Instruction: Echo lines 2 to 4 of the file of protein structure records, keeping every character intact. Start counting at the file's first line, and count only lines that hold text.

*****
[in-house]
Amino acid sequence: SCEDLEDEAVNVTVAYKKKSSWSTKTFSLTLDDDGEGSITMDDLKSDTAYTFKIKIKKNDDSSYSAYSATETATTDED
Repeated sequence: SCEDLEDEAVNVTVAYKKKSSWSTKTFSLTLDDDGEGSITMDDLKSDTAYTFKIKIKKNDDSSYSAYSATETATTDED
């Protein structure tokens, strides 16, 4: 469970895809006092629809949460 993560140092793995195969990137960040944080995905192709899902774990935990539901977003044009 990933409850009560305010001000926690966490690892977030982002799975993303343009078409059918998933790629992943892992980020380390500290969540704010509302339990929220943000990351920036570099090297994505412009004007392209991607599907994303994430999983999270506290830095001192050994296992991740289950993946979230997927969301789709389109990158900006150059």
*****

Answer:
Amino acid sequence: SCEDLEDEAVNVTVAYKKKSSWSTKTFSLTLDDDGEGSITMDDLKSDTAYTFKIKIKKNDDSSYSAYSATETATTDED
Repeated sequence: SCEDLEDEAVNVTVAYKKKSSWSTKTFSLTLDDDGEGSITMDDLKSDTAYTFKIKIKKNDDSSYSAYSATETATTDED
């Protein structure tokens, strides 16, 4: 469970895809006092629809949460 993560140092793995195969990137960040944080995905192709899902774990935990539901977003044009 990933409850009560305010001000926690966490690892977030982002799975993303343009078409059918998933790629992943892992980020380390500290969540704010509302339990929220943000990351920036570099090297994505412009004007392209991607599907994303994430999983999270506290830095001192050994296992991740289950993946979230997927969301789709389109990158900006150059």